The celebrated author of Between the World and Me (2015) and We Were Eight Years in Power (2017) merges magic, adventure, and antebellum intrigue in his first novel.

In pre–Civil War Virginia, people who are white, whatever their degree of refinement, are considered “the Quality” while those who are black, whatever their degree of dignity, are regarded as “the Tasked.” Whether such euphemisms for slavery actually existed in the 19th century, they are evocatively deployed in this account of the Underground Railroad and one of its conductors: Hiram Walker, one of the Tasked who’s barely out of his teens when he’s recruited to help guide escapees from bondage in the South to freedom in the North. “Conduction” has more than one meaning for Hiram. It's also the name for a mysterious force that transports certain gifted individuals from one place to another by way of a blue light that lifts and carries them along or across bodies of water. Hiram knows he has this gift after it saves him from drowning in a carriage mishap that kills his master’s oafish son (who’s Hiram’s biological brother). Whatever the source of this power, it galvanizes Hiram to leave behind not only his chains, but also the two Tasked people he loves most: Thena, a truculent older woman who practically raised him as a surrogate mother, and Sophia, a vivacious young friend from childhood whose attempt to accompany Hiram on his escape is thwarted practically at the start when they’re caught and jailed by slave catchers. Hiram directly confronts the most pernicious abuses of slavery before he is once again conducted away from danger and into sanctuary with the Underground, whose members convey him to the freer, if funkier environs of Philadelphia, where he continues to test his power and prepare to return to Virginia to emancipate the women he left behind—and to confront the mysteries of his past. Coates’ imaginative spin on the Underground Railroad’s history is as audacious as Colson Whitehead’s, if less intensely realized. Coates’ narrative flourishes and magic-powered protagonist are reminiscent of his work on Marvel’s Black Panther superhero comic book, but even his most melodramatic effects are deepened by historical facts and contemporary urgency.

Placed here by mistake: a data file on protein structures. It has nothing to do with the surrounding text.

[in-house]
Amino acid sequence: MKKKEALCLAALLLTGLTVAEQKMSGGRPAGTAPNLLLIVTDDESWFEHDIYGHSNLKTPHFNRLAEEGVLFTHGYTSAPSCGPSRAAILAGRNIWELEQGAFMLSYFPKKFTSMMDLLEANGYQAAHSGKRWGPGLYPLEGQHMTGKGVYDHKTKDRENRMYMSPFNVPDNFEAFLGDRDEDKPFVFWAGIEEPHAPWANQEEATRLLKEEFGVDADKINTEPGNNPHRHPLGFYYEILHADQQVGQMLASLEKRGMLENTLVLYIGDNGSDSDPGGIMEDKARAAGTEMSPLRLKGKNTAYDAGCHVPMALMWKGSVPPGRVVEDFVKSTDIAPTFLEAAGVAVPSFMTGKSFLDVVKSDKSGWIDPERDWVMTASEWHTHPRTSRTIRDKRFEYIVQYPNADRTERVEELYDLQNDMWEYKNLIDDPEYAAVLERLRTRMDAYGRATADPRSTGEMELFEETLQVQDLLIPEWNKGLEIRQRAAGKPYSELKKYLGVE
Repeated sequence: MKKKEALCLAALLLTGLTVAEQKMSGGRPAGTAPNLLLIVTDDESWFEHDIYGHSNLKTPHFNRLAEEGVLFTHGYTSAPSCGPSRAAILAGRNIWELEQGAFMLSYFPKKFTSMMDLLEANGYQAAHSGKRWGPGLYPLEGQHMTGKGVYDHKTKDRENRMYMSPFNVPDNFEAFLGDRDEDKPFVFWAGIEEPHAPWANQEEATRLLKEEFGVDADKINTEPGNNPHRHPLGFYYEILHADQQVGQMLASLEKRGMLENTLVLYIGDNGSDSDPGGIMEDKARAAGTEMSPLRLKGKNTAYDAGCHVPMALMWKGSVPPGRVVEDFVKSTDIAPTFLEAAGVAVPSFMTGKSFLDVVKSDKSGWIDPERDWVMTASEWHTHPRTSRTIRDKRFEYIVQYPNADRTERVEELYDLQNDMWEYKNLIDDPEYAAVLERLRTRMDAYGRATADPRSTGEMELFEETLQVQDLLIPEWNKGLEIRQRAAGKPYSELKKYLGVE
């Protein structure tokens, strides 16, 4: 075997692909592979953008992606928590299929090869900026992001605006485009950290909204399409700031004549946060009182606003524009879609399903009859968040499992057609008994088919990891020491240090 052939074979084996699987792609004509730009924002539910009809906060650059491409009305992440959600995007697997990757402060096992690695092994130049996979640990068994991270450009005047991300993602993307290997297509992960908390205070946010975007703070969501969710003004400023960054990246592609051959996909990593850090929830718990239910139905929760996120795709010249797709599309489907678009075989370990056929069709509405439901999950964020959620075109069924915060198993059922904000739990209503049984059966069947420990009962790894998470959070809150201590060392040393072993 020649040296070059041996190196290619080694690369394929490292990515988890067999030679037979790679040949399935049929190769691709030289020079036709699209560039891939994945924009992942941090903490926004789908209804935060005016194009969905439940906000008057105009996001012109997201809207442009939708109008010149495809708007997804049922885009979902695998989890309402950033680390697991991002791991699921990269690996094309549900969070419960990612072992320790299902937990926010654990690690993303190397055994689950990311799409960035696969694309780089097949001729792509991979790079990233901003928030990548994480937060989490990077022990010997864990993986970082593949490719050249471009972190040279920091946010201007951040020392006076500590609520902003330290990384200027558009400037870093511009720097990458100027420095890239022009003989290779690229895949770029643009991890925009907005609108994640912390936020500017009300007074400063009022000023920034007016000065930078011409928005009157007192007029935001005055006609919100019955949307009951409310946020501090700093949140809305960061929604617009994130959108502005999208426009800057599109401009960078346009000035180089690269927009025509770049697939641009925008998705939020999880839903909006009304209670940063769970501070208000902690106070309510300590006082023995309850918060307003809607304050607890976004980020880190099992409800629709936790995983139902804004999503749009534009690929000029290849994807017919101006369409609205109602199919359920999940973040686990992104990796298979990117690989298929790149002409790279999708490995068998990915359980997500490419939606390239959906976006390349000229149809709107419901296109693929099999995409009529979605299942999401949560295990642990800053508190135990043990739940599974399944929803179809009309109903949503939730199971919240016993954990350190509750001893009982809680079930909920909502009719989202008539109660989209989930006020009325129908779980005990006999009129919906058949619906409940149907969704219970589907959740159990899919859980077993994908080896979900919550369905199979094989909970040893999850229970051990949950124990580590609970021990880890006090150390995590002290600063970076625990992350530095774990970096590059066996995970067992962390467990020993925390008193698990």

An almost-but-not-quite-great slavery novel.

Pub Date: Sept. 24, 2019

ISBN: 978-0-399-59059-7

Page Count: 432

Publisher: One World/Random House

Review Posted Online: July 1, 2019

Kirkus Reviews Issue: July 15, 2019

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A celebration of fantasy that melds modern ideology with classic tropes. More of these dragons, please.